"What we have been discussing is the effect of increased concentrations of PCBs achieved, for the most part, by bioamplification as we move up the food chain. There is, however, another mechanism of bioamplification that has not been generally recognized. It only occurs in mammals, and it depends on the fact that when a mother mammal nurses her first young, she also passes to her baby, dissolved in her milk, her lifetime accumulation of those toxic substances that are soluble in fat but relatively insoluble in water. The result of this is that her baby does not start out with a clean slate but with roughly its mother's concentration of PCBs. If the baby is a female, she will, when she matures and has a baby of her own, pass on in her milk an even higher concentration of toxic substances. This toxic load will consist of the substances that the baby who is now a mother collected in the meals that she obtained for herself plus whatever she received from her mother in her mother's milk. The result of this is that as long as we are dealing with substances that persist in an animal's body longer than the intergeneration time, there will be an accumulation of toxic substances from one generation to the next. As far as is presently known, PCBs seem to fit this pattern. If future evidence continues to support this conclusion, then whales, dolphins, porpoises, seals, sea lions, sea otters, and polar bears may all be doomed to extinction. Of course, human beings would face a similar threat were it not for the fact that we can easily sidestep this danger of passing fat-soluble pollutants to our offspring simply by feeding our babies formula instead of breast milk.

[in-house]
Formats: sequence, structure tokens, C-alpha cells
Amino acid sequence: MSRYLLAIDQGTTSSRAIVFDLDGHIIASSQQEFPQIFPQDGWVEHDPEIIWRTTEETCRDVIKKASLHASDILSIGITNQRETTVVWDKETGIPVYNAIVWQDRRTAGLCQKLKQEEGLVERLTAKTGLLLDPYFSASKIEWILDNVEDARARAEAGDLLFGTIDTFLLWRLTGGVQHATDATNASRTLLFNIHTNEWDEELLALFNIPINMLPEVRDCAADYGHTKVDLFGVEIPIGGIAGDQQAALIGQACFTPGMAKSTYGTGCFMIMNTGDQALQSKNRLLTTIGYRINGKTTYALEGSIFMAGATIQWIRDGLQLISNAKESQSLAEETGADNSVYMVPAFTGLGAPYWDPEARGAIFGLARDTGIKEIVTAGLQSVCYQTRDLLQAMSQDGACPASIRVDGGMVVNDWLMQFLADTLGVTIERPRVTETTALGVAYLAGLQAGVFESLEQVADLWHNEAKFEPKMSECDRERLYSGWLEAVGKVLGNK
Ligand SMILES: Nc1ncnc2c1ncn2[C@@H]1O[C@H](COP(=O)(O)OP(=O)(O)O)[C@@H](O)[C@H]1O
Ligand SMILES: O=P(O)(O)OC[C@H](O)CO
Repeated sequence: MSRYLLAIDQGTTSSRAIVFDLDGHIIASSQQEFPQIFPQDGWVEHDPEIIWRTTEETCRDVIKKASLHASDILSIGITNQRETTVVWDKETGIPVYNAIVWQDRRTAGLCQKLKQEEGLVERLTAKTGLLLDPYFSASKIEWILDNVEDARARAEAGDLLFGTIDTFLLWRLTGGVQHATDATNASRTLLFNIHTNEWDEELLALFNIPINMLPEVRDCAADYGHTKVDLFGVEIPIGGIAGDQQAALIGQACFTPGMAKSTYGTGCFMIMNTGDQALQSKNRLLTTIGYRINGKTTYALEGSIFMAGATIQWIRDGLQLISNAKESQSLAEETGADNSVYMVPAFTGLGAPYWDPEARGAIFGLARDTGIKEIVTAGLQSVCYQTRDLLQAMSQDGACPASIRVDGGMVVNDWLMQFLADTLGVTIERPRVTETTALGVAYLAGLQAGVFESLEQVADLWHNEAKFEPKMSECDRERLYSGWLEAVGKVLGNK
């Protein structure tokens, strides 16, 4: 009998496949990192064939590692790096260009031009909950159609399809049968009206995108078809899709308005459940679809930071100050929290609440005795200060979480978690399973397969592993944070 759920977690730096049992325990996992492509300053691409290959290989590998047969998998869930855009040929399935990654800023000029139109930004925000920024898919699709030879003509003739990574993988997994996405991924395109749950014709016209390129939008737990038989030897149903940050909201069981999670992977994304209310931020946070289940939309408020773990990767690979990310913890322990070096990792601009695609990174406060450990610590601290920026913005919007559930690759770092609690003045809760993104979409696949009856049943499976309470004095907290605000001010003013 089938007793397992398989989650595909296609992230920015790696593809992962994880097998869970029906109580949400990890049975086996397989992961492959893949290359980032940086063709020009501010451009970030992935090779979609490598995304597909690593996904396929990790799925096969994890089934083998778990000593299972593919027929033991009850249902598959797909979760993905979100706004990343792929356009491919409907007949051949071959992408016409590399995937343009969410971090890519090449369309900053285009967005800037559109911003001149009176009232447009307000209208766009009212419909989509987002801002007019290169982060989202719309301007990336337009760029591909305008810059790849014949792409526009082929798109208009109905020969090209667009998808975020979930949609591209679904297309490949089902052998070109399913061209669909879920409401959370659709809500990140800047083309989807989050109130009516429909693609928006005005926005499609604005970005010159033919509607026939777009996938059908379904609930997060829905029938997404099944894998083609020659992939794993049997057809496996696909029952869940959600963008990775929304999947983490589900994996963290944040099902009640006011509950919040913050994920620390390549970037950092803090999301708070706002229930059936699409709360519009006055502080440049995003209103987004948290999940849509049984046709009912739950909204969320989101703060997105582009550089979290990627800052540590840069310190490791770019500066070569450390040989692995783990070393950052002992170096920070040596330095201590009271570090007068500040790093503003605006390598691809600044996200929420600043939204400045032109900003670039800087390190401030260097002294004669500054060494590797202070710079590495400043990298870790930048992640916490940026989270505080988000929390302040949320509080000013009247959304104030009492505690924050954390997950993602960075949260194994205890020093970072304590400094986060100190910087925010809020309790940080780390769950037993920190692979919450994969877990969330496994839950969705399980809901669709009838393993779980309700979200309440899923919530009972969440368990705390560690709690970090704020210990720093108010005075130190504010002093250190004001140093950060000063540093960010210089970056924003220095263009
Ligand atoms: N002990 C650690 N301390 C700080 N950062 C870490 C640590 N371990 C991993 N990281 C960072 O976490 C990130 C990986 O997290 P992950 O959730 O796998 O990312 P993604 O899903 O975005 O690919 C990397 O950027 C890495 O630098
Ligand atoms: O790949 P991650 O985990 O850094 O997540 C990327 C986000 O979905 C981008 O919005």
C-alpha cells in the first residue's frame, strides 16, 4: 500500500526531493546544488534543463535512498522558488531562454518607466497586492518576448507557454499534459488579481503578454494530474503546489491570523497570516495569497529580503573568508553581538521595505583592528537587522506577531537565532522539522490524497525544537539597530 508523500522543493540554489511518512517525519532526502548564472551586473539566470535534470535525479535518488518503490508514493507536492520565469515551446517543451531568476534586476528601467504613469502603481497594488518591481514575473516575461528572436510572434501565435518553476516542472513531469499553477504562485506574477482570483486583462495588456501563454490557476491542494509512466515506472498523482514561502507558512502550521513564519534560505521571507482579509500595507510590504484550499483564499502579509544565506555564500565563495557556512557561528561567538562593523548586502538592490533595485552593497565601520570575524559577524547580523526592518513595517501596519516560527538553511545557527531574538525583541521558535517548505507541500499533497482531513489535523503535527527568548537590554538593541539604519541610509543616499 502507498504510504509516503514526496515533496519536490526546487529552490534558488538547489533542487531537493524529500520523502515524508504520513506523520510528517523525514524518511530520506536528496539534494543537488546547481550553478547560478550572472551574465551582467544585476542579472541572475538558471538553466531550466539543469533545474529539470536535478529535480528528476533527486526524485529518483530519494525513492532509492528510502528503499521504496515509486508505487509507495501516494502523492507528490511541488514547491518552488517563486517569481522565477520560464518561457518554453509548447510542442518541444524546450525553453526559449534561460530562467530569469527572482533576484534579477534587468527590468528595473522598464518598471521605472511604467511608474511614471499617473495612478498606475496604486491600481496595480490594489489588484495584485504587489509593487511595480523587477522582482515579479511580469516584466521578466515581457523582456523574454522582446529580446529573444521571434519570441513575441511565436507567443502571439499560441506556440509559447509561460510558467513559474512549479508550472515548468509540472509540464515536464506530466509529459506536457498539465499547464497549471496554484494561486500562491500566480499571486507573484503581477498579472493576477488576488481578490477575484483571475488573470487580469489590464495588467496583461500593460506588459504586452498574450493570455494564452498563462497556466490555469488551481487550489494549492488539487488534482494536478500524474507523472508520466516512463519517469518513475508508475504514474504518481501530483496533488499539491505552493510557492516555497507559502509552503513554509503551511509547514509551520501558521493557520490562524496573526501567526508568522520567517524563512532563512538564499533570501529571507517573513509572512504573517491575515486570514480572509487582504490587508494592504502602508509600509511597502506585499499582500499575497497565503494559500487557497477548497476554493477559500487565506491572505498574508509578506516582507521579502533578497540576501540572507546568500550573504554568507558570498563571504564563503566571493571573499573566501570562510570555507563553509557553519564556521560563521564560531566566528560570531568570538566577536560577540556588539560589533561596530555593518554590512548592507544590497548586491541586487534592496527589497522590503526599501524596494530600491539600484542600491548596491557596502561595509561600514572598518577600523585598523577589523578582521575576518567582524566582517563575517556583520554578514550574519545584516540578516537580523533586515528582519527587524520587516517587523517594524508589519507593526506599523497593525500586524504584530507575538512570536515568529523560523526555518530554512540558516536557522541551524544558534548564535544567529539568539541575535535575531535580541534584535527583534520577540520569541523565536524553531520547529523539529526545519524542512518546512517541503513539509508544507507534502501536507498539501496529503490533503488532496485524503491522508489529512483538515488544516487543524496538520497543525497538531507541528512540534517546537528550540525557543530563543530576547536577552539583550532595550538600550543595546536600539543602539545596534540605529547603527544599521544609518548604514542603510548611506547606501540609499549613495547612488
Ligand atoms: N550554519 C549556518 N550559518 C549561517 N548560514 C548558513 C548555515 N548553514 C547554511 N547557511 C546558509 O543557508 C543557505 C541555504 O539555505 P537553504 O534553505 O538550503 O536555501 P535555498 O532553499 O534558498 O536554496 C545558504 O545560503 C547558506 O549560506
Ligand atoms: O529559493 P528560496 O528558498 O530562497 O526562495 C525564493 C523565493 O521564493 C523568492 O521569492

If future evidence continues to support this conclusion, then whales, dolphins, porpoises, seals, sea lions, sea otters, and polar bears may all be doomed to extinction.

"Regardless of whether a solid correlation is made between PCBs and damage to vertebrate immune systems, there is one prediction that can be made regarding the damage that these substances may cause for humanity if they continue to increase in concentration in the seas.

"Of the roughly 1.2 million tons of PCBs that were manufactured before their production was halted, about 15 percent were sold to developing nations, mostly as coolants contained in the transformers of power company substations. The proper disposal of these coolants, once the transformers burn out in the normal course of daily use, involves an expense that most developing nations cannot be expected to sustain, given their other priorities. However, if the PCBs in the power company transformers are not disposed of properly, many of them will eventually reach the oceans, and it has been predicted that when they do so, the concentration of PCBs in commercially valuable oceanic fish will rise to levels at which they will no longer be saleable (i.e., above two parts per million). There are no additional steps we must take in order to have this dire prediction fulfill itself. All we have to do to achieve this disaster is to do nothing, to take no steps to collect the PCBs in these transformers and dispose of them properly.

"If we fail to act, the only way out of this predicament in the future may well be to decide that two parts per million of PCBs is too low a measure of toxicity and that in fact it is okay to consume fish with a higher concentration than that. Lest we think that this kind of scenario is unreasonable, we need only realize that it is made with the assumption that all the remaining PCBs scattered around the developed world will be disposed of properly so that just the 15 percent originally sold to developing nations is at issue-a most unrealistic assumption. It is also well to point out that in Lake Ontario, one of the Great Lakes of the United States, the largest freshwater lakes in the world, there is no longer any significant commercial fishery for trout. The reason commercial fishing has ceased here is because the concentrations of toxic substances in commercially valuable trout are too high to allow them to be sold.